Evaluation of student facing web-based services: Final integrated report (CORE Education) Publications
This report is based on a meta-analysis of a review of literature on online learning as well as evaluation data and the findings in the six service reports undertaken by Nielsen/Net Ratings and Core Education.
Author(s): Ann Trewern and Derek Wenmoth, CORE Education Limited.
Date Published: August 2008
This Final Integrated Report is based on a meta-analysis of a review of the literature on online learning as well as evaluation data and the findings presented in the six service reports for AnyQuestions, Studyit, and WickED educational web services undertaken by Nielsen/Net Ratings and Core Education for the Ministry of Education during 2006 and 2007. This report provides comment on the overall impacts of the use of educational web services on student learning and the implication for service providers and policy development in this area.
The three services reviewed for this suite of reports are each uniquely different from each other, providing different models of engagement, and using different modes of delivery for different purposes and different groups of learners who have different preferences and different needs. Collectively these services represent and reflect some of the diversity of the online world that is available to young people.
The recommendations that appear throughout this report are based on the systematic analysis of data generated from the evaluations of each service. These recommendations are intended to inform and justify decisions around future funding and development of these and similar services.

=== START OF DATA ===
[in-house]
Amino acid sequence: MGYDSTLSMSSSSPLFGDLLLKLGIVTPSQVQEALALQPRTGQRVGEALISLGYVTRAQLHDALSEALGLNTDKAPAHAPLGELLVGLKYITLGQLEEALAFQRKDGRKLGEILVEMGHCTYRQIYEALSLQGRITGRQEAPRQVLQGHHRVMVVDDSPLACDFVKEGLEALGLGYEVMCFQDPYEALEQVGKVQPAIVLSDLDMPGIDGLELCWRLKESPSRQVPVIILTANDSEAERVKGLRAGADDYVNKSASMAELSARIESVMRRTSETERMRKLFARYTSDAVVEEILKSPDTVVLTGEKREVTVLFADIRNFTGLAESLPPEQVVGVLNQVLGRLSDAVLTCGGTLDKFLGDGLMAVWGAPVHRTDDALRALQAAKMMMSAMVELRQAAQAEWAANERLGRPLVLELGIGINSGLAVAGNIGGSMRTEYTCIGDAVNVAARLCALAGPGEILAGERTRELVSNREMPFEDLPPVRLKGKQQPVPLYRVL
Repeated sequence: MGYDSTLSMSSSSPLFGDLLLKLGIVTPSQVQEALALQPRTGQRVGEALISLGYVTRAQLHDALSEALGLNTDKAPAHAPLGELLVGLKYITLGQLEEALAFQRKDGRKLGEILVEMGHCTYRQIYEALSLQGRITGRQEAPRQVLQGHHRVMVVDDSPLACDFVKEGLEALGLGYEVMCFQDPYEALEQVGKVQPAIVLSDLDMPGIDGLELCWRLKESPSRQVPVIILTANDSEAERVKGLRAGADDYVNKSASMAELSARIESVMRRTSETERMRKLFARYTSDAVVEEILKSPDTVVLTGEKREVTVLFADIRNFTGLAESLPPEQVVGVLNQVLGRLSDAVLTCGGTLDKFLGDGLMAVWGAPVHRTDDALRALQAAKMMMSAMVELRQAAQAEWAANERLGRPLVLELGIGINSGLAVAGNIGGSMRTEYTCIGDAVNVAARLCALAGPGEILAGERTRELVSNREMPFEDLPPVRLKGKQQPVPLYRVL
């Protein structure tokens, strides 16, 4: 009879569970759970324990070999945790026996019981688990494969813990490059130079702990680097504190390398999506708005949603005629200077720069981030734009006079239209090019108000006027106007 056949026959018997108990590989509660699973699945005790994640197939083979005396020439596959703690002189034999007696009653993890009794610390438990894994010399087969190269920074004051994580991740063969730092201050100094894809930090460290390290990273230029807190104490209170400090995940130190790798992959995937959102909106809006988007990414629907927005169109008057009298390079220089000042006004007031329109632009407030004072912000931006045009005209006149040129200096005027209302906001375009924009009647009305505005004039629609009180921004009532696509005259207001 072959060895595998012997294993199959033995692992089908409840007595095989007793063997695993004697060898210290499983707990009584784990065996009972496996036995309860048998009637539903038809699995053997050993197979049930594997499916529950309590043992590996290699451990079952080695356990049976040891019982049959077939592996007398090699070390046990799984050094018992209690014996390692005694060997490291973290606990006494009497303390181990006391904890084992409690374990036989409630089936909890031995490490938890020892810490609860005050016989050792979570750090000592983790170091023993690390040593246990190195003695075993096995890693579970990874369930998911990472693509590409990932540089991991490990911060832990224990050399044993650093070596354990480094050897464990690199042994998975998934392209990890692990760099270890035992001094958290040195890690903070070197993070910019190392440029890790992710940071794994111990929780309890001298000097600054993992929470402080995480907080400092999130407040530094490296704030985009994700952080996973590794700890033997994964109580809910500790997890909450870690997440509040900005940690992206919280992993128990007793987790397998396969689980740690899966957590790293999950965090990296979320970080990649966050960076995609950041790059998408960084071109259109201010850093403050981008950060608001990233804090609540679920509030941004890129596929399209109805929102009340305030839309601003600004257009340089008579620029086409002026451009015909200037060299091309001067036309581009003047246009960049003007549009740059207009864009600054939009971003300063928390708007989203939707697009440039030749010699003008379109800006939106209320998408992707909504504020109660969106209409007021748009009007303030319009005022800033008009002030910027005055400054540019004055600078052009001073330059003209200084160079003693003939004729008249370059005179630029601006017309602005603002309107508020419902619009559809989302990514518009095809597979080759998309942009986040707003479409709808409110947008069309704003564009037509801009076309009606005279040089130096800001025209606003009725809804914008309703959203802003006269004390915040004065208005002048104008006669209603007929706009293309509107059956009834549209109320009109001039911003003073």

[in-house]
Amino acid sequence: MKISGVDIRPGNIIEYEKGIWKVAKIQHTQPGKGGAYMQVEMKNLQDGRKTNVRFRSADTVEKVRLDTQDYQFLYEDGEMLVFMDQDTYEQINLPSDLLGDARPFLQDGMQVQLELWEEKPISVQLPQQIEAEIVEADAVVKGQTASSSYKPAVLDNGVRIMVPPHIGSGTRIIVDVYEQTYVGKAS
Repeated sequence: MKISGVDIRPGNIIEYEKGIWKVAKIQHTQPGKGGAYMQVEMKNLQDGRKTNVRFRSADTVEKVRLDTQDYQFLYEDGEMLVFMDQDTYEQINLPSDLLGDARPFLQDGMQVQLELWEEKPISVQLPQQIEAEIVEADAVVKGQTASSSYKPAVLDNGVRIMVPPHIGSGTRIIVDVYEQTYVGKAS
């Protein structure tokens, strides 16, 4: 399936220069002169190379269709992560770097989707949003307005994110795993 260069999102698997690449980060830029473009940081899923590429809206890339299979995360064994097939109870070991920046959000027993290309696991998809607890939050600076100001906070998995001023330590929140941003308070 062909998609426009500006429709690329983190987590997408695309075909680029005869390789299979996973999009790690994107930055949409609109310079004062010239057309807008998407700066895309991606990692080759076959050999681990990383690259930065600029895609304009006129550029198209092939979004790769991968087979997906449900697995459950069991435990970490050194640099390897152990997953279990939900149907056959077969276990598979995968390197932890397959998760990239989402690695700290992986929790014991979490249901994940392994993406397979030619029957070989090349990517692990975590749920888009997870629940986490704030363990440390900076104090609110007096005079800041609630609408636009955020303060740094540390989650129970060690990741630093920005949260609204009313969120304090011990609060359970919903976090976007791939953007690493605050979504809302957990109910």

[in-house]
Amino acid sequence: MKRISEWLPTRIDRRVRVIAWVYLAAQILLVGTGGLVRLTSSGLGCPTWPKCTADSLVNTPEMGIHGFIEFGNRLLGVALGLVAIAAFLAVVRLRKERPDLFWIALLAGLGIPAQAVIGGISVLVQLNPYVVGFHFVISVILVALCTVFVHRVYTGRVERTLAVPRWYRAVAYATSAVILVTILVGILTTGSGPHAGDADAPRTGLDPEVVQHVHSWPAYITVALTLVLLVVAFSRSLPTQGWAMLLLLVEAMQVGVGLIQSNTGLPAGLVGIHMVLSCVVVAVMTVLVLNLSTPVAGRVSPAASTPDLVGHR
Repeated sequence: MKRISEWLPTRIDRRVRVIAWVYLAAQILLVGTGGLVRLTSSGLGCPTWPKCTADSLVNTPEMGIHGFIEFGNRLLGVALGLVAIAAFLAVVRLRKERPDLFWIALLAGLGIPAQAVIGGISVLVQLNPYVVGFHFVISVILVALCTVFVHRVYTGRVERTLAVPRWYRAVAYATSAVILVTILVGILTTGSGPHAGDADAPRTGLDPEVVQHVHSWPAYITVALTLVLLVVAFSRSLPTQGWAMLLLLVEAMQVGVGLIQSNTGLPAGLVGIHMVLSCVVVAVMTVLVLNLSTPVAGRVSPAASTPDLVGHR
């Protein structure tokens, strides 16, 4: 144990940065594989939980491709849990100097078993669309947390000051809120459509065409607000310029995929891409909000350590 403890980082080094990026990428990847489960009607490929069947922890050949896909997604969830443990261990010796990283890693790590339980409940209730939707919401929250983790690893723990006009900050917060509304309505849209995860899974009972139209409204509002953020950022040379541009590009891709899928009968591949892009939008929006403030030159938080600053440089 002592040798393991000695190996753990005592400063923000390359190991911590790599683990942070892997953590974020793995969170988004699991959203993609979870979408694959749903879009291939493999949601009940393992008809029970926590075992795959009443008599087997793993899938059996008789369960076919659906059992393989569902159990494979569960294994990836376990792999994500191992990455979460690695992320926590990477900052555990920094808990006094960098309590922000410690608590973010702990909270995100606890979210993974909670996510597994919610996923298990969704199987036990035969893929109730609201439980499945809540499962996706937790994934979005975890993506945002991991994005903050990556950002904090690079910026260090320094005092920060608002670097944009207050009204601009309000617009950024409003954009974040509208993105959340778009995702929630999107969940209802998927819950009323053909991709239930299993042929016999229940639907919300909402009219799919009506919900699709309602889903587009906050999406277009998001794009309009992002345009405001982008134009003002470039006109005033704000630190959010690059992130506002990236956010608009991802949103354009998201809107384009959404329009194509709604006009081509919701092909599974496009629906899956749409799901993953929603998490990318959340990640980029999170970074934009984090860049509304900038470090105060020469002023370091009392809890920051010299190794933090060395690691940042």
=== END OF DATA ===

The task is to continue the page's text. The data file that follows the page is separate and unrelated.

The findings below are presented under headings derived from the specific questions posed in the research (see page 5). Where appropriate a specific instance has been provided to illustrate or substantiate the general finding.
1. Overall Impacts
- In each of these educational services benefits were most obvious for students, as intended, and were much less obvious for schools and teachers. Services were aimed to attract users with particular needs, for example Studyit provided help for students involved in NCEA assessments and all services generally succeeded in attracting the targeted groups.
- These services are emergent. The number of students using the services remains small when compared with the size of the potential target group. However Studyit is also quite large when considered in terms of online environments where a sustainable learning community is being encouraged
- Certain groups were more likely to use the services. These services appeared to be used largely by students who overall felt confident about their schoolwork and who are motivated to seek out and expand their personal knowledge. Self-efficacy is an important asset of these student users. Fundamental learning dispositions of active users of these sites are likely to include students motivated to self-regulate their thinking and behavior and a readiness to inquiry where students are actively planning, monitoring, and modifying their thinking and applying effort to the task of learning.